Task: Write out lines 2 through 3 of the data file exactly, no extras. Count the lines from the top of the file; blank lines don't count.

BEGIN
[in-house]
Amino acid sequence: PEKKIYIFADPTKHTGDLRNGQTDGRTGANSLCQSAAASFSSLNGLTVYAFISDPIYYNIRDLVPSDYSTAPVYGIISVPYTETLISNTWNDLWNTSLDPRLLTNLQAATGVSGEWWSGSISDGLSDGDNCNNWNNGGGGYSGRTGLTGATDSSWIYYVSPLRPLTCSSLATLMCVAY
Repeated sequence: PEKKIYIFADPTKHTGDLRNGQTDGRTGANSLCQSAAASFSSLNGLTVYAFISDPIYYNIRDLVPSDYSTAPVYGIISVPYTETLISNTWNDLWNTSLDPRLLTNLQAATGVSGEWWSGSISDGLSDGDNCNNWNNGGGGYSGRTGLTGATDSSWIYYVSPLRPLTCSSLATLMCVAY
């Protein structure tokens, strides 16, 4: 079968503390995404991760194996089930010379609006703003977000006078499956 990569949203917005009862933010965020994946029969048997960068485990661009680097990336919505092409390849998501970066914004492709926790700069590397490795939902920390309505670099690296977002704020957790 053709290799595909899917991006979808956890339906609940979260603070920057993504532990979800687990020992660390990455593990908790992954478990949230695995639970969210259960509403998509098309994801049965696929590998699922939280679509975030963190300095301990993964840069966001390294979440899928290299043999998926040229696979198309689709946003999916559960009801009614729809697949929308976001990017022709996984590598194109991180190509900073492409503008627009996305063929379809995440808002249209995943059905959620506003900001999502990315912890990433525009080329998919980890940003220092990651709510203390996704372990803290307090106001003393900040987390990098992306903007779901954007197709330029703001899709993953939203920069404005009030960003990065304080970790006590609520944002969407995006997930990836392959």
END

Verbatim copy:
Amino acid sequence: PEKKIYIFADPTKHTGDLRNGQTDGRTGANSLCQSAAASFSSLNGLTVYAFISDPIYYNIRDLVPSDYSTAPVYGIISVPYTETLISNTWNDLWNTSLDPRLLTNLQAATGVSGEWWSGSISDGLSDGDNCNNWNNGGGGYSGRTGLTGATDSSWIYYVSPLRPLTCSSLATLMCVAY
Repeated sequence: PEKKIYIFADPTKHTGDLRNGQTDGRTGANSLCQSAAASFSSLNGLTVYAFISDPIYYNIRDLVPSDYSTAPVYGIISVPYTETLISNTWNDLWNTSLDPRLLTNLQAATGVSGEWWSGSISDGLSDGDNCNNWNNGGGGYSGRTGLTGATDSSWIYYVSPLRPLTCSSLATLMCVAY